When you are using jQuery for animation effects, you may wish to have the element act in a different manner than the default. This is where you apply the jQuery Easing effects. These effects can be applied to any method that has an easing: argument available.

To make use of these easing effects, you must link to additional .js files apart from the core jQuery .js files. You can hotlink to these files or you can download the files and place them with your other script files. Load the easing file after loading the core jQuery .js file in the <head> section of your document.

gsgd.co.uk/sandbox/jquery/easing/ - this is the link to the jQuery Easing plugin. You can download the necessary files from here.

 

The default jQuery Core easing effects

The core jQuery .js files have two possibilities for easing:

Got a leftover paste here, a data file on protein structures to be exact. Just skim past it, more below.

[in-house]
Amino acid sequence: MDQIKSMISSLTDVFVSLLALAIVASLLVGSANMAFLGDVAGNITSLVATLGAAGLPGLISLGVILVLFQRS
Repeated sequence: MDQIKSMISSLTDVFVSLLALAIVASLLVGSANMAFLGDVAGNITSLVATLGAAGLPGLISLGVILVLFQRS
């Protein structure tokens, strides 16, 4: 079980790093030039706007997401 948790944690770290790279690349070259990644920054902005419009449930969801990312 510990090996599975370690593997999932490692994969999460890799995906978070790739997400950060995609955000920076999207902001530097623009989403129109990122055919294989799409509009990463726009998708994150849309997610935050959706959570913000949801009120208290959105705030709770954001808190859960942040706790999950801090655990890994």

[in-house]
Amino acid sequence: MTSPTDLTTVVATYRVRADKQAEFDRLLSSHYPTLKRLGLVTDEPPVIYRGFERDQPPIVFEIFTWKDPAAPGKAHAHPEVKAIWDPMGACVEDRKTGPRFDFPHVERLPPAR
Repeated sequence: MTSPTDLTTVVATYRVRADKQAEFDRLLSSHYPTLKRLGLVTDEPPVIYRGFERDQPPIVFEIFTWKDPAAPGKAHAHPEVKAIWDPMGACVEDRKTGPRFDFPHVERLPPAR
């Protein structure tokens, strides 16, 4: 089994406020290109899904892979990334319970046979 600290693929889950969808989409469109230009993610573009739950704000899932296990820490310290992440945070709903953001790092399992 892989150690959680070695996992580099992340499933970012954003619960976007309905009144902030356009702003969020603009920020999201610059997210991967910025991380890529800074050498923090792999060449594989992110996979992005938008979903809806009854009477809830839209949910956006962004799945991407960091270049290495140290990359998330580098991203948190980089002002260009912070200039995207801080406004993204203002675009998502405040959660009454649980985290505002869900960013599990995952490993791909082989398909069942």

"linear" the effect will take place at a constant rate for the duration of the animation

"swing" the effect goes slowly at first, then at a faster rate, then slower again.

 

Chart of jQuery Easing Effects

 

How to apply the easing effects in jQuery

The easing effects can be applied when using the .animation() method, but they can also be applied to other methods such as .show(), .hide() and .toggle(). As you will see in the example below, the easing setting is placed after the duration, which is followed by a comma, and is wrapped in quotation marks.

Here is an example of the .animation(), .show(),  .hide() and .toggle() methods with an easing effect included:

$("#showAnimate").click(function(){
    $("#growBar").animate({
        width: "100%"
        }, 4000, "easeInOutElastic");
});

$("#showShow").click(function(){
    $("#growBar2").show(5000,"easeOutQuart");
});


$("#showHide").click(function(){
    $("#growBar3").hide(6000,"easeInOutQuint");
});

$("#showToggle").click(function(){
    $("#growBar4").toggle(5000, "linear");
});

Here is the result: